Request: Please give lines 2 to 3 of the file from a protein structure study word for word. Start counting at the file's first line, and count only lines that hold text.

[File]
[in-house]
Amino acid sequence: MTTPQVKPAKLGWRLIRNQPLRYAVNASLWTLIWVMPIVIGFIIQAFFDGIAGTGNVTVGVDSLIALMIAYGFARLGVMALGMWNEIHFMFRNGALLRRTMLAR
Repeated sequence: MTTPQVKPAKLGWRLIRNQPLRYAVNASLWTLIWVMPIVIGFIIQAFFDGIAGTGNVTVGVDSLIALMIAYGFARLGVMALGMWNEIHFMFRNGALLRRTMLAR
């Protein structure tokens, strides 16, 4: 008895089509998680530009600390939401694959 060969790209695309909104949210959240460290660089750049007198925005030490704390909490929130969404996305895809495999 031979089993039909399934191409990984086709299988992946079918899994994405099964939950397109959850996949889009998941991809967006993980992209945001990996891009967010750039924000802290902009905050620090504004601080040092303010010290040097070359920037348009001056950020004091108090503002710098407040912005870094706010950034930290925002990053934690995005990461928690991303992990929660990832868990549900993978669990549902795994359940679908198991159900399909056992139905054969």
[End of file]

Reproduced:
Amino acid sequence: MTTPQVKPAKLGWRLIRNQPLRYAVNASLWTLIWVMPIVIGFIIQAFFDGIAGTGNVTVGVDSLIALMIAYGFARLGVMALGMWNEIHFMFRNGALLRRTMLAR
Repeated sequence: MTTPQVKPAKLGWRLIRNQPLRYAVNASLWTLIWVMPIVIGFIIQAFFDGIAGTGNVTVGVDSLIALMIAYGFARLGVMALGMWNEIHFMFRNGALLRRTMLAR